I use a 60Da for astrophotography -- that's the only body Canon makes specific for AP.  They made a 20Da years ago.  Many people will use any Rebel body for astrophotography and these can either be unmodified or modified (warning:  modification voids warranty -- not for the timid -- don't do this if you can't afford to break your camera and be ok with that.)


90% of all "normal" matter in the universe are hydrogen atoms.  That means there are many nebula emitting light dominantly following the Ballmer series for Hydrogen emission lines.  The strongest of these is the hydrogen alpha line at about 656nm (which shows up as a rich blood red color.)  The visible spectrum for humans is roughly 400nm (violet) up to 700nm (red).  Above 700nm is the near infrared.  So the Ha line at 656 is solidly inside the visible spectrum.  The "problem" with digital cameras is that they all need to filter out both UV and IR light because the sensor would be sensitive to those.  Each unique wavelength focuses at a slightly different distance -- when you start allowing UV and IR light to pass, you start getting "fringing" around things that should otherwise be sharp.  By blocking those wavelengths you get a sharper image.


But traditional cameras start blocking IR beginning at around 600nm ... WELL inside the visible spectrum.  It cuts reds quite a bit (much more than most people would guess.)


The 60Da has a much better IR filter (it still has a filter) which doesn't block much of anything until it gets safely past the Ha line.  This allows the camera to collect about 3x more Ha than an unmodified DSLR -- which makes for better light collection and shorter exposures.  Shorter exposures means less noise and less time for something to go wrong with tracking.


The exposure times in AP will be long enough that you will want Canon's AC power adapter (a good AP session will kill a fully charged battery before you're done.)  The 60Da includes the adapter.  It also includes an adapter cable that allows you to use the Canon TC-80N3 intervalometer with the 60Da (the connection is different.)  It does not include a TC-80N3... but if you use a computer and a program like Backyard EOS then you wouldn't need a TC-80N3... you'd just need an extra long USB cable and the computer will control everything.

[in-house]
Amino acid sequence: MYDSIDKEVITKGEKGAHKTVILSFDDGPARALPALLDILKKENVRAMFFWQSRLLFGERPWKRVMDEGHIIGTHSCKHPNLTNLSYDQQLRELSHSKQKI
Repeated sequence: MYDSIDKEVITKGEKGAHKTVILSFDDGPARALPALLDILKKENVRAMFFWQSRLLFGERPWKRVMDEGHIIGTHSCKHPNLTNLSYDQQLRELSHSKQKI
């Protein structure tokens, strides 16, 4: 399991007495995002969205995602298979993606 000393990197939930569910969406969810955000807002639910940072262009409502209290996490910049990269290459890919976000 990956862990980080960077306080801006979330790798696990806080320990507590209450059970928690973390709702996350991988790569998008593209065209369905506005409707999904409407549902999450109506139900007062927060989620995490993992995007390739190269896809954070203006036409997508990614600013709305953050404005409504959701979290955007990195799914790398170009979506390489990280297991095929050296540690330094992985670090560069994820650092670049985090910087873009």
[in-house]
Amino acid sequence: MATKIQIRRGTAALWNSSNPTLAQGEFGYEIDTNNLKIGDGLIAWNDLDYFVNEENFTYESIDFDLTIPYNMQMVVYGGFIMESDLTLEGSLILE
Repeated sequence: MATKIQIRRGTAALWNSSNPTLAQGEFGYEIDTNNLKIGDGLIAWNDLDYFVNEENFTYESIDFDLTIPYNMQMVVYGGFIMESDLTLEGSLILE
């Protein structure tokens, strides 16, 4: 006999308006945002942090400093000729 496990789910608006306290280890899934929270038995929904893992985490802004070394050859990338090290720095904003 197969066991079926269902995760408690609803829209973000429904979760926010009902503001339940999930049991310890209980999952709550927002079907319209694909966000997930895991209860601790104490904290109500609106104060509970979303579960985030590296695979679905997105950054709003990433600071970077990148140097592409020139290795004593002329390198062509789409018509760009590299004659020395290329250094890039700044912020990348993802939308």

You can modify a camera body either by removing the factory filter and installing a better filter -or- you can just remove the filter and replace it with a clear "filter" (which isn't really filtering anything but serves to protect the sensor and also the low-pass filter on the camera is part of the piezoelectric dust-cleaning system so the replacement is also a dust protector.)  If you have no filter at all then you must use external filters (which most astrophotographers are happy to do.)


The Gary Honis website discusses modification of various Rebel bodies and how to do it (warning:  this WILL void your warranty... this will likley become obvious as you start reading and looking at photos of how this is done, but I thought it bears repeating.)  Google for "Gary Honis" to find his site.

Tim Campbell
5D III, 5D IV, 60Da

Thanks a bunch Tim.  All of what you say is great info.  I'm on the brink of deciding whether I should move ahead with a CCD Camera Apogee or something similar but very partial to DSLR because I tried CCD (inexpensive stuff) and not really happy.I sat throught a presentation in last year's SCAE (OPT) expo last year when Canon presented the 60da.  I was impressed.  A buddy of mine has one and is totally sold on it.  I saw a bunch of his AP stuff and it looks outstanding.  So I'm leaning in that direction.  In terms of modifying my T2i, I would rather bite the bullet and buy a 60da. Thanks again for your input.  Gets me closer to my decision.  I will also Google Gary Honis and get on his site.

I'm considering buying the 60Da myself for astrophotography.  After doing lots of research I've found that camera is a winner.  I'll be jealous if you buy one before I do....LOL!

click here to view the gallery